Will Powell Or Taylor Be A Horse Of A Different Color?

Kevin Warsh played a critical role during the financial market turmoil of 2007 and 2008. David Wessel, a Pulitzer Prize winning economic journalist said, “Warsh established himself as the chairman’s protector in Republican circles and Bernanke’s bridge to Wall Street executives.” The biggest complaint of Warsh is that he was and remains “overly concerned” with the possibility of and potential damage to be inflicted by inflation, so his hawkish policies were seen to inhibit economic growth, which Wall Street felt could flourish with lower rates and a free market. But nearly ten years later, with interest rates still absurdly low, the anticipated growth spurt has still failed to materialize.

Nevertheless, with Powell and Taylor as the only candidates still being considered for Fed Chair, it becomes overly apparent that Wall Street and the Trump Administration have no intention of seriously tightening monetary policies. So despite the desperate need for a cushion, in the event of a market crash or increased surge in inflation, the next Fed Chair will have no tools at his disposal for adjustment. Simply put, like the rest of the global economic community, the current Administration is willing to gamble, rather than risk raising rates to an appropriate level, which would continue to increase the debt servicing cost, particularly at a time when implementation of a new U.S. tax plan could easily be adding a standalone $1.5 trillion to the national debt over the next decade.

Trump is expected to announce his decision on the new Fed Chair this week. Stanford economist John Taylor is considered to be more hawkish than Former Federal Reserve Governor Jerome Powell, but even on a gray scale, the difference is negligible. In spite of the fact that public companies have borrowed $1.9 trillion of cheap Fed money and spent $2.1 trillion on stock buyback programs, leaving nothing for infrastructure or growth, investors continue to flock to the market, like a moth to the flame.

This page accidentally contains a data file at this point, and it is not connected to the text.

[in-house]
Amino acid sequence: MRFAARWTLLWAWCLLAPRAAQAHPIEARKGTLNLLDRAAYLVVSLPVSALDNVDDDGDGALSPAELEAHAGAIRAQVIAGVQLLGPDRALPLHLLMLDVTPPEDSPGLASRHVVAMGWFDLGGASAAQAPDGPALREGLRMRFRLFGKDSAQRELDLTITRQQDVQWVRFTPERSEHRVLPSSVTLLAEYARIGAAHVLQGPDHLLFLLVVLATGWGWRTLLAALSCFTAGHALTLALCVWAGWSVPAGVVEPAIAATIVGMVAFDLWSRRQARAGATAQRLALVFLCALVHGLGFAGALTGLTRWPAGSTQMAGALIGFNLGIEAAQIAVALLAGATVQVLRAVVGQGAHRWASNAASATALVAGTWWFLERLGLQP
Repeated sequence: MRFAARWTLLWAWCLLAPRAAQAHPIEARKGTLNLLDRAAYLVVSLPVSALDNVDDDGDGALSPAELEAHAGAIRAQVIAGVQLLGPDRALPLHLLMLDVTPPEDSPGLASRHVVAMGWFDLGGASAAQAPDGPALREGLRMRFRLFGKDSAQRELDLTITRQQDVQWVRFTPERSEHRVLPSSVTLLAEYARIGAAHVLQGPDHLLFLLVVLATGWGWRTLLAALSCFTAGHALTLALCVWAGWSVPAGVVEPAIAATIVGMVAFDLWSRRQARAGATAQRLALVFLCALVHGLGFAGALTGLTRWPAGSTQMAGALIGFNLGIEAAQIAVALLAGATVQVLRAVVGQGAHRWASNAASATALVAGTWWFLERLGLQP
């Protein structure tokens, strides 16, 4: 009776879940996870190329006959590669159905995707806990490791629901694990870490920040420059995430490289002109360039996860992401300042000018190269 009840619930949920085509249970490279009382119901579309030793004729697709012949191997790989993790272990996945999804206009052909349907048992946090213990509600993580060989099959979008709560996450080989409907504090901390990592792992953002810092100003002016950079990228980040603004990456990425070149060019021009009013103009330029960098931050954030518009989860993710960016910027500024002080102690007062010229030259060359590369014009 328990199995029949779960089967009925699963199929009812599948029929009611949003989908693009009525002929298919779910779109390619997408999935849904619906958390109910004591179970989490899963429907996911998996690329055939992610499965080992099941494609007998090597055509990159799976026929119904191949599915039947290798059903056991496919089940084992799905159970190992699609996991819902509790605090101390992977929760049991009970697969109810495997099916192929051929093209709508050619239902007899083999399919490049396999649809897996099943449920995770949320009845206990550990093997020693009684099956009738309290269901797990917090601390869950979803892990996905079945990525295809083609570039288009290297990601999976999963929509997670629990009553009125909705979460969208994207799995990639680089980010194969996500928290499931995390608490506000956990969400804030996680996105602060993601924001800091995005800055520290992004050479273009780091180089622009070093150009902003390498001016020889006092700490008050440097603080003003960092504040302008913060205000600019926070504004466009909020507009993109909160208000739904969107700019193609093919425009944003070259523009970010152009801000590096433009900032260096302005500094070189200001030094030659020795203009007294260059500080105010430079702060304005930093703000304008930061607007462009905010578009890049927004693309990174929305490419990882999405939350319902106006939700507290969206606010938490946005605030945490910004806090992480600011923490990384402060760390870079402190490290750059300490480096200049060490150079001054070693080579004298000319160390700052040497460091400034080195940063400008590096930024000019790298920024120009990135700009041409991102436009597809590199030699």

Regardless of the President’s selection, the housing bubble, stock market bubble, and coming debt ceiling slugfest, will provide plenty of opportunities for an economic crisis of unprecedented proportions. The global economic malaise will keep a lid on bond yields, leaving the stock market as one of the few investment considerations capable of delivering growth greater than inflation, no matter how microscopic. But the opportunity to exit the market at a high, with a larger percentage than usual, and acquire precious metals 1/3 to ½ below previous highs, may never be seen again in our lifetime. It is not at all a question of if, but only when. Secure your financial legacy with precious metals, but no matter what, don’t get caught without a chair when the music stops.

Although the information in this commentary has been obtained from sources believed to be reliable, American Bullion does not guarantee its accuracy and such information may be incomplete or condensed. The opinions expressed are subject to change without notice. American Bullion will not be liable for any errors or omissions in this information nor for the availability of this information. All content provided on this blog is for informational purposes only and should not be used to make buy or sell decisions for any type of precious metals.